Everyone knows the protocol: whenever you download a new app or make a new profile and the “terms and conditions” page pops up, you immediately click “accept” and move on with your life. Nobody has the time to sit and comb through pages of fine-print rules and regulations. We all just assume that those really don’t matter.
But, when you think about it, just about anything could be in those terms and conditions. We could all be signing our houses over or signing up for some type of experiment without even realizing it. Of course, that’s probably not what’s going on. But what is at stake when we so freely “accept” terms and conditions is our privacy.
Although this is an alarming use of what should be our private information, this is just the tip of the iceberg for how Facebook collects and shares details about our lives. By signing up for Facebook, we are essentially participating in a dating game show: Facebook uses all our interest, our searches, and our purchases and matches us up with advertisers to sell to us. So, next time you Google a pair of shoes you want, and then an hour later those same shoes are being advertised on the sidebar of your Facebook profile, know that it’s all a part of your agreement to the site. You can actually download the information Facebook has about you and read word for word your “profile” that the site has been developing over so many years.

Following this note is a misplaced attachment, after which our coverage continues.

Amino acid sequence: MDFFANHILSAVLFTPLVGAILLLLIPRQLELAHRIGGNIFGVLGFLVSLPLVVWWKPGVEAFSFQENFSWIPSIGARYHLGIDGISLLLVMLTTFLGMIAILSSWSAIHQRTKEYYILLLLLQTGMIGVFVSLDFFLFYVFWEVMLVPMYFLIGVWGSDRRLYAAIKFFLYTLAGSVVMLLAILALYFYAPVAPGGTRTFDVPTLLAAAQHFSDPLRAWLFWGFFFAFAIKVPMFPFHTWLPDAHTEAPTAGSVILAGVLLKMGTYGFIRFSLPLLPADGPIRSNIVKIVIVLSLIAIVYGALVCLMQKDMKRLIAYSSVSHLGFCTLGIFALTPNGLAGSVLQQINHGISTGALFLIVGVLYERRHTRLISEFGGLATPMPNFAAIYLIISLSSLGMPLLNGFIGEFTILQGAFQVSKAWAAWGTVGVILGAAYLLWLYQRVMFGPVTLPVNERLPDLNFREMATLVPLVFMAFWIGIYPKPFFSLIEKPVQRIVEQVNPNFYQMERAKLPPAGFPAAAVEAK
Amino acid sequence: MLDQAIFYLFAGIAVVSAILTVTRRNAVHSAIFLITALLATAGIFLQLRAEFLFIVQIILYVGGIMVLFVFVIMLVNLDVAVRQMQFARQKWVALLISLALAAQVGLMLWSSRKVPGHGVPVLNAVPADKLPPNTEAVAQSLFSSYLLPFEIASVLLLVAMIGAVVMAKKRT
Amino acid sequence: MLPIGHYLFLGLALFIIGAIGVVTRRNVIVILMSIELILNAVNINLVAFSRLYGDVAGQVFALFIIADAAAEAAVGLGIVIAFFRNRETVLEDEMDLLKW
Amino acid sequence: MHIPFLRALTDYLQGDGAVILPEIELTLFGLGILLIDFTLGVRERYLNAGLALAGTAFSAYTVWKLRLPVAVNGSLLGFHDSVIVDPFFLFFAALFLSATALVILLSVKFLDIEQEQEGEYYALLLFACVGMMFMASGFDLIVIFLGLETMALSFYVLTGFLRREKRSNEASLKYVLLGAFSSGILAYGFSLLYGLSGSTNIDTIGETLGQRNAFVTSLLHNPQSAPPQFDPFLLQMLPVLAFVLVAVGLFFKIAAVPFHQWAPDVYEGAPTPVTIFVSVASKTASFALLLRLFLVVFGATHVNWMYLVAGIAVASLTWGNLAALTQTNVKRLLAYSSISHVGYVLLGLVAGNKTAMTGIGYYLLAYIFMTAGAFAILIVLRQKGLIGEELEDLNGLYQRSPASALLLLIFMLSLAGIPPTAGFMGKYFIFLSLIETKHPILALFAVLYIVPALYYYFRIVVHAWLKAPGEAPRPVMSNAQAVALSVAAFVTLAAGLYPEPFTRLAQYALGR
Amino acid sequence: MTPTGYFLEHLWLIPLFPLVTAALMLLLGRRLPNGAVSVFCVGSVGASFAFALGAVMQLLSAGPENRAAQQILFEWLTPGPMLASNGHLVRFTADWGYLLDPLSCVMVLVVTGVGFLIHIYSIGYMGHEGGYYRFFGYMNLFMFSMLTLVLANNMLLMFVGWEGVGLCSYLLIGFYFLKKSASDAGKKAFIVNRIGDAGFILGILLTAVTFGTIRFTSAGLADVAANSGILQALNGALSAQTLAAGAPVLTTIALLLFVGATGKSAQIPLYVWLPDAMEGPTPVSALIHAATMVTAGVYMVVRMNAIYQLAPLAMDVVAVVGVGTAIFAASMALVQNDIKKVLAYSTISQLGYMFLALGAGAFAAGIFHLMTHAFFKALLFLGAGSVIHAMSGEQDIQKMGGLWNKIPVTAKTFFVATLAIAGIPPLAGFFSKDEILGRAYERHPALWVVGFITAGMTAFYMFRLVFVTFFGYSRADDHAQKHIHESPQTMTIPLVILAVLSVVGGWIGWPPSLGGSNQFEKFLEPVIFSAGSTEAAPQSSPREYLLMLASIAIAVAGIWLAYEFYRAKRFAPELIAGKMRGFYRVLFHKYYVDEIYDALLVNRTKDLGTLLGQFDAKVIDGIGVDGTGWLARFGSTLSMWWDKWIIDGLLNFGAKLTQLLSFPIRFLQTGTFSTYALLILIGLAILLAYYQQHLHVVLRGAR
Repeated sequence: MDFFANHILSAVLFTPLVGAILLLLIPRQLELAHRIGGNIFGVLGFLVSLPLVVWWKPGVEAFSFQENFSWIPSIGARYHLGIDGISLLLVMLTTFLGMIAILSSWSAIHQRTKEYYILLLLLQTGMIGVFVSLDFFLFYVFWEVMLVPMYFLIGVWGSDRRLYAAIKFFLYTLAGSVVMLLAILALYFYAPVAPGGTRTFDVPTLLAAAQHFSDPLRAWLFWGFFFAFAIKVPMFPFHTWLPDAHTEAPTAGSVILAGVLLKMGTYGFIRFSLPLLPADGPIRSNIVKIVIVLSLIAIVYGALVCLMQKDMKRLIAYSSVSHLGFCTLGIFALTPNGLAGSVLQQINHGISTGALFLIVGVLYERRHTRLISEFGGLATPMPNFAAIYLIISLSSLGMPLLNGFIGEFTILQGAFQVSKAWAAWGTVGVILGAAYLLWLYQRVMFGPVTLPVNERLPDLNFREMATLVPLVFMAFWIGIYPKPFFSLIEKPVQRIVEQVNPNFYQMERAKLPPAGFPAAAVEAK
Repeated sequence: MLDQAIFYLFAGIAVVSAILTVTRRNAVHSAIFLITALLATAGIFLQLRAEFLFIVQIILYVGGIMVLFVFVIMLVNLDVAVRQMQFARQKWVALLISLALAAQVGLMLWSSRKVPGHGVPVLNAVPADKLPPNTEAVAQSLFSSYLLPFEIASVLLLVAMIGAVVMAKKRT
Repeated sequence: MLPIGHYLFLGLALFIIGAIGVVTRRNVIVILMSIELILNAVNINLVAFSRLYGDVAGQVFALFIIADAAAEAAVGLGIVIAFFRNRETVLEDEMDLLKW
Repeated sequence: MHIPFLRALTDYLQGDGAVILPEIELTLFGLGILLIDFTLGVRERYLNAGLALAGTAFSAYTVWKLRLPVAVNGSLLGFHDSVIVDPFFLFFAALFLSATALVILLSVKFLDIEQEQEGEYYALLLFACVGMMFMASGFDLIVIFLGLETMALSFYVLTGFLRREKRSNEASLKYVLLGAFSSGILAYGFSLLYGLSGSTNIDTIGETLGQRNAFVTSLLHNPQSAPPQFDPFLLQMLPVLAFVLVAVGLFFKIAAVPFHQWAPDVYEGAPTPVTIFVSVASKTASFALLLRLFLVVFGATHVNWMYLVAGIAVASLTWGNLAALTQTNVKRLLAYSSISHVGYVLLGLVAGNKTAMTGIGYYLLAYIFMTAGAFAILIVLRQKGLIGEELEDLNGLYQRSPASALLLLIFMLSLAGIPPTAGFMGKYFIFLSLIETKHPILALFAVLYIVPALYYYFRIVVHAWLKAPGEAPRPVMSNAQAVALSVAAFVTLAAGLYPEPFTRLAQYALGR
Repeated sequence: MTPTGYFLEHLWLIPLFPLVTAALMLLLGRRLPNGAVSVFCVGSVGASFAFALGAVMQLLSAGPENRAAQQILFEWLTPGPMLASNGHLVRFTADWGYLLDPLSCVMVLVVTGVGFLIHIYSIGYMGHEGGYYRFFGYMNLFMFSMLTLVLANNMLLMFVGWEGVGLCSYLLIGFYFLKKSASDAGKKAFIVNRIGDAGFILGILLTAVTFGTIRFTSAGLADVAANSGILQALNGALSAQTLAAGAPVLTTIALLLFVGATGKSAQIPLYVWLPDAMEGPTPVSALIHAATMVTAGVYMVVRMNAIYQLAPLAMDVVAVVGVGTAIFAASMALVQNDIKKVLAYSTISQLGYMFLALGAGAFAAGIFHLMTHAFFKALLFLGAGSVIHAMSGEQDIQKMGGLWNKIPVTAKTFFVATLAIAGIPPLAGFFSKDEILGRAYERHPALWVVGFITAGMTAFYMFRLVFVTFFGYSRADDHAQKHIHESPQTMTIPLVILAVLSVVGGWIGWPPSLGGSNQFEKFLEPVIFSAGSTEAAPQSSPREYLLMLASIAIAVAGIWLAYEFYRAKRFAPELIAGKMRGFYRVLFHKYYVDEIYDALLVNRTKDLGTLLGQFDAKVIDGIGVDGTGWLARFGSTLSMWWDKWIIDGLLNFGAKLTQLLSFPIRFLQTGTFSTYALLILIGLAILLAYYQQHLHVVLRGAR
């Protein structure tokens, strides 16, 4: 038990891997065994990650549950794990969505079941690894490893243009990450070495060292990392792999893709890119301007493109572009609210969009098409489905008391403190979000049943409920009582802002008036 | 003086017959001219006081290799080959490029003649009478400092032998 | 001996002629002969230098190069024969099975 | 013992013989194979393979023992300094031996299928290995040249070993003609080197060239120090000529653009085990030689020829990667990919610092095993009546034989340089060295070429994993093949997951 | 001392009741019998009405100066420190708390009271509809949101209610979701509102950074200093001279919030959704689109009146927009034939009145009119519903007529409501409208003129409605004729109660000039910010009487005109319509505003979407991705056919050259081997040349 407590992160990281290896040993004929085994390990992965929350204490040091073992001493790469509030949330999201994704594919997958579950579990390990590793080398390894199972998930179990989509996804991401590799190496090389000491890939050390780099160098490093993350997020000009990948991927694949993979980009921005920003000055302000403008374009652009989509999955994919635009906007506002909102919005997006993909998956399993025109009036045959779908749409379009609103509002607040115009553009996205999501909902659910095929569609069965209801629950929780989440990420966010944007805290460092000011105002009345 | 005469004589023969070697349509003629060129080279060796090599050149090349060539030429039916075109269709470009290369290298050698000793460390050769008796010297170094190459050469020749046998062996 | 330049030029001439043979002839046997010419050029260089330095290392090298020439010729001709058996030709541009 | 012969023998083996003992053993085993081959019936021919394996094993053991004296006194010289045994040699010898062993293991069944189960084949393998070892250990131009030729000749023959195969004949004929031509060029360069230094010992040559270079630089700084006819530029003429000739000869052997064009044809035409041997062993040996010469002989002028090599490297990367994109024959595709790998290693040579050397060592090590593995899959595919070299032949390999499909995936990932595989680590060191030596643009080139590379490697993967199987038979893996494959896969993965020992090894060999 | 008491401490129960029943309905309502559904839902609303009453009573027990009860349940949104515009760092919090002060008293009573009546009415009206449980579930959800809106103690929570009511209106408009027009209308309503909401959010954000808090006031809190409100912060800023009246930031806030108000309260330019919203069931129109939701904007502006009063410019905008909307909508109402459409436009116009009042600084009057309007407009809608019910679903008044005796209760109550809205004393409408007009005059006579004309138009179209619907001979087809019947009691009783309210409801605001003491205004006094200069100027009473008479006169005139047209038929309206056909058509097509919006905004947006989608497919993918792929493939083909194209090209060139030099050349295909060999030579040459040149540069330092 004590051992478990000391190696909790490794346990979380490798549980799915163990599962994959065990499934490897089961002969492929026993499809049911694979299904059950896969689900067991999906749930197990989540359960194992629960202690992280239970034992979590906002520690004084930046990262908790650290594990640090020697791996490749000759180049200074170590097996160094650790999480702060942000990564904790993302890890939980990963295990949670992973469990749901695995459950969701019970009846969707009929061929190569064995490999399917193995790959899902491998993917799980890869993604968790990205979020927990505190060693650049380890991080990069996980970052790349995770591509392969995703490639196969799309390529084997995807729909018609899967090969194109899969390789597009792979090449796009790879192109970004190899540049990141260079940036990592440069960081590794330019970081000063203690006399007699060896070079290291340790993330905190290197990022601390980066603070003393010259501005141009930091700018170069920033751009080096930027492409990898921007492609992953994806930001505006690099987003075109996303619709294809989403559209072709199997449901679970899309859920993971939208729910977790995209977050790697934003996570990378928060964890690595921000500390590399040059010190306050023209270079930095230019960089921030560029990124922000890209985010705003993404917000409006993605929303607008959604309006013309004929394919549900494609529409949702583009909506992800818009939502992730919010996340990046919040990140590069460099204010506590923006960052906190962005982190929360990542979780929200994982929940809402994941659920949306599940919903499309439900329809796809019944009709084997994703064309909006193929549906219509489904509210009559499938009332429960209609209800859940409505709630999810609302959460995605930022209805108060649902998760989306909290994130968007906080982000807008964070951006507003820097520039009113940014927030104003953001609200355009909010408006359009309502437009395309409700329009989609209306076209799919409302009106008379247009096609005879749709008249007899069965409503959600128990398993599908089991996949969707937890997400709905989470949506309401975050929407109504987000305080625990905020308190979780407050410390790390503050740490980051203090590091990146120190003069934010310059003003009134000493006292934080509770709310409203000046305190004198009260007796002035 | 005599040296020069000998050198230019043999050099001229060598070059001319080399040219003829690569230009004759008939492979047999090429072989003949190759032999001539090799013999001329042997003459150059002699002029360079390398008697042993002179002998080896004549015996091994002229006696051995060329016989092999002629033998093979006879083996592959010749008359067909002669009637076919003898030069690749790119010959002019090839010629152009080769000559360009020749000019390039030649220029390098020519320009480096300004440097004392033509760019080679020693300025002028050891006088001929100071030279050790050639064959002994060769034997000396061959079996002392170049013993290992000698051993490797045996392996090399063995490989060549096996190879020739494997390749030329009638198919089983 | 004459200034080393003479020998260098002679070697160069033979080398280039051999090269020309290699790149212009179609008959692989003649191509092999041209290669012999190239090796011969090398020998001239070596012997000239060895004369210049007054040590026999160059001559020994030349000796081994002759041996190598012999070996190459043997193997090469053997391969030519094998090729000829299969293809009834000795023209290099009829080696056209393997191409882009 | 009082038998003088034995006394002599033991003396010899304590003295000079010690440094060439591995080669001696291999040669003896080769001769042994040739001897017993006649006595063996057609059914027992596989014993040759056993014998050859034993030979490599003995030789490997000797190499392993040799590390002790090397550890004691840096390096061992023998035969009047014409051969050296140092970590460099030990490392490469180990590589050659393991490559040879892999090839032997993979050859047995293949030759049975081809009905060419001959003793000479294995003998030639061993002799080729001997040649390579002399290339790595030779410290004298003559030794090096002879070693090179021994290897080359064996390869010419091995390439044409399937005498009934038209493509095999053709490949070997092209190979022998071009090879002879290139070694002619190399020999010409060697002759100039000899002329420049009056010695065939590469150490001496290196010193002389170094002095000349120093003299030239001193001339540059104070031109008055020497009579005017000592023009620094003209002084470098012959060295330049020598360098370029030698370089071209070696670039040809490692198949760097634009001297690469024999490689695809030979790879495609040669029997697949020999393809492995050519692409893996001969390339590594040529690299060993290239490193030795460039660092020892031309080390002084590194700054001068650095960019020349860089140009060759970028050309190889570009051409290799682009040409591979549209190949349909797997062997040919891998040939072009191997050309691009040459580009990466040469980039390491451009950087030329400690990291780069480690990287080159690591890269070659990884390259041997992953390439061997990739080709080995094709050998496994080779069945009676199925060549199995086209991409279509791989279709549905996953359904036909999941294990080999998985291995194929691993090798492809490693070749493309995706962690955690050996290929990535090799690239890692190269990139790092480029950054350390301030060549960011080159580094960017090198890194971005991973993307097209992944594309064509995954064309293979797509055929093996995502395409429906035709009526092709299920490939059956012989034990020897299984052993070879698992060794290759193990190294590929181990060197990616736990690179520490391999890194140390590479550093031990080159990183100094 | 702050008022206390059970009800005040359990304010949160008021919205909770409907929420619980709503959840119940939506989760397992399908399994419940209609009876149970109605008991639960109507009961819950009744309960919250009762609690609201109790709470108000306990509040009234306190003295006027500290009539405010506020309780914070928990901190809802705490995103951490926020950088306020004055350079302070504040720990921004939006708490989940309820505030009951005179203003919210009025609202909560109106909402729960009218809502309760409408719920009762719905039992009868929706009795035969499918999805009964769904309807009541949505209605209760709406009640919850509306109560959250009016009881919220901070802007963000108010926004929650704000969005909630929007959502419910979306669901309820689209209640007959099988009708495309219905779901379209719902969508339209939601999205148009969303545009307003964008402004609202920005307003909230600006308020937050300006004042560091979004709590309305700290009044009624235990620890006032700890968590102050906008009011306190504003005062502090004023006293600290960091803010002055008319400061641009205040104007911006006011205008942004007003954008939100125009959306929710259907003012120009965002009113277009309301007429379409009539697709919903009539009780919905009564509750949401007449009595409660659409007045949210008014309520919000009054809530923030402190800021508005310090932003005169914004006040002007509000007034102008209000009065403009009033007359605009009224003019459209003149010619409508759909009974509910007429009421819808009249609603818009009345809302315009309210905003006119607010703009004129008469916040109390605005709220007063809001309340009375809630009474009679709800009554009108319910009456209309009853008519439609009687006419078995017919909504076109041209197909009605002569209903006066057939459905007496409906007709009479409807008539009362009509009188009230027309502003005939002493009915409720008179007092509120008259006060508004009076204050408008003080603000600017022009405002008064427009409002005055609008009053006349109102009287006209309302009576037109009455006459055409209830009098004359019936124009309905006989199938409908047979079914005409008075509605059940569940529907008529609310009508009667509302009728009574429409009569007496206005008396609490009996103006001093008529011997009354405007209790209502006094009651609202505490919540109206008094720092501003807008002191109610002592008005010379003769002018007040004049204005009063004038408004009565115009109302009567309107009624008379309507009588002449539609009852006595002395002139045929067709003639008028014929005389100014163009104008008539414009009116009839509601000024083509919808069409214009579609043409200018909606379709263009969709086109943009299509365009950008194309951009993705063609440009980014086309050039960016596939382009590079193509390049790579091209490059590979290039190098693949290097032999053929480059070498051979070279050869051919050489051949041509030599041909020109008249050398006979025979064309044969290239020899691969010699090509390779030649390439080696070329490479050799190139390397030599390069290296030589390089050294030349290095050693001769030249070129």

In 2012, Obama proposed the Privacy Bill of Rights, an effort to make data collection more transparent and to give users more control over their profiles and information. Congress didn’t pass it. If we’re offered little protection from governmental laws and regulations, what can we do to prevent tracking?
Most browsers have an option in the privacy settings to allow you to block third party cookies, but you should also delete cookies as well. You can also change the privacy settings on your phone to “Limit Ad Tracking.” It would also help to log out of all social media as you are surfing the web.
Although having the internet at our fingertips at all times is beneficial, the reality of our vulnerability is often forgotten. It’s easy to overlook what may be in the fine print, but if you’re wary to having your information collected and sold, it may be helpful to know what you’re signing up for.